The laws of supply and demand mean that with a greater demand for these assets, their prices generally have gone up.

Happening in parallel with this demand increase, the low interest rates and cheap borrowing has allowed many companies to grow their businesses and make more profits.

So the combination of strong demand for quality dividend companies or rent paying properties, along with the growing profits of these companies, it has resulted in strong price rises.

Ok so if that is what has boosted markets then what else do I need to know?

Some people believe we are in the midst of a yield bubble and by that they mean those investments that are paying a higher income are overpriced and it is only a matter of time before something will burst that bubble.

There is certainly a focus on and demand for, quality income producing assets especially those ones that have the ability to grow their earnings and grow that income stream over time. A great example is the share price of the Commonwealth Bank which lifted from below $30 post GFC to $96 recently. Interestingly CBA is still paying an dividend income stream of ~4.4% pa (compared to a CBA term deposit which is paying ~3.1% for 1 year) which means the company  is still in demand by those seeking a higher income stream and the potential for a growing income stream. The impact of franking credits strengthens this argument too.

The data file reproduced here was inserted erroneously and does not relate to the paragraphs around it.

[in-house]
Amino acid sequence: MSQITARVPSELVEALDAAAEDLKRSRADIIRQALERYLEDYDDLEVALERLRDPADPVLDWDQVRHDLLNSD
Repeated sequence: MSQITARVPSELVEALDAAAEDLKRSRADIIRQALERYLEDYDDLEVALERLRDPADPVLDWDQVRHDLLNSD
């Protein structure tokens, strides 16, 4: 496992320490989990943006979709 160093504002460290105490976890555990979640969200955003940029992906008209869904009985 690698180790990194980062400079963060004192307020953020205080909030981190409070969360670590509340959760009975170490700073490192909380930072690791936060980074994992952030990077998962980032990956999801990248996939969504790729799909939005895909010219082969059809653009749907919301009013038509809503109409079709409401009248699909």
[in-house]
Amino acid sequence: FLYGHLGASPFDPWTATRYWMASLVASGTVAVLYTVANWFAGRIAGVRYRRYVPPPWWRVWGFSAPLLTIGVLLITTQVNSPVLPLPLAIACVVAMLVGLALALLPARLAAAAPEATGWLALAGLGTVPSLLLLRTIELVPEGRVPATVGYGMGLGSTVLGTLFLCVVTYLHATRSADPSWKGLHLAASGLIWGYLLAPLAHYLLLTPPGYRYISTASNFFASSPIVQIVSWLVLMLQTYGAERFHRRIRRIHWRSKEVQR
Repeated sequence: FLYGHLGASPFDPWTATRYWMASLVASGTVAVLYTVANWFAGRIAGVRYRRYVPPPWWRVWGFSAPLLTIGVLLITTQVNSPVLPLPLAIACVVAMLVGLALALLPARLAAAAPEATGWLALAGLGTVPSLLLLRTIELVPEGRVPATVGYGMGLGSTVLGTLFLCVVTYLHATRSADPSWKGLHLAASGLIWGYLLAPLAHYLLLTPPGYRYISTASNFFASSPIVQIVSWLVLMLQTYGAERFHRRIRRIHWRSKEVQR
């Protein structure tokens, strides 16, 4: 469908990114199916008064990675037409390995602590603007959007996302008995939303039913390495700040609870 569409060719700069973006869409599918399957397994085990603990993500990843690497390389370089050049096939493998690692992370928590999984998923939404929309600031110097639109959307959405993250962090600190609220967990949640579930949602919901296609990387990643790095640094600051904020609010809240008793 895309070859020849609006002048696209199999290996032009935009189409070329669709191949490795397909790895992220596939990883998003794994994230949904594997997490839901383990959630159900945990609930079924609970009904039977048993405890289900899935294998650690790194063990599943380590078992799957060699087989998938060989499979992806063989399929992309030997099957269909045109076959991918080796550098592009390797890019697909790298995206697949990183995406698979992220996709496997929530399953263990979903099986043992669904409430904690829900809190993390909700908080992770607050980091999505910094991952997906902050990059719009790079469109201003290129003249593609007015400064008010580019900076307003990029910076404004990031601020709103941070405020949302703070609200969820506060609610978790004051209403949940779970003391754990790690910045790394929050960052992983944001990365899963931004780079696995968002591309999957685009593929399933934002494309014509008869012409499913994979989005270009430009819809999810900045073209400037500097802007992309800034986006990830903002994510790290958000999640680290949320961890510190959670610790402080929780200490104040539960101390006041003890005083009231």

So the questions are:

  1. Are these type of investment overpriced?
  2. Are these types of investments likely to suffer falls in price at some point?

It would be fair to summarise that these type of investments are overpriced slightly on various long term measures.

It is also fair to say that if the interest rates throughout the world remain below their historical averages (and it is likely that they will for a considerable time), that the value of these quality investments may be sustainable for that period of time. But yes at some point, they may fall if interest rates rise.

There are two ways an overpriced investment becomes fairly priced.

Firstly the price can drop or secondly the profit of the investment can rise which justifies this valuation.

So it could be argued that if the interest rates throughout the world remain low for a 5 or 10 year period and if these quality investments can lift their earnings during that time, then the price would not have to drop.

This would be very nice outcome but we are always more comfortable where the investments we hold are undervalued because it can limit the potential drop in price that occurs when there is a shock or unexpected outcome. What we do know is that there are always shocks and unintended outcomes, its just a matter of when.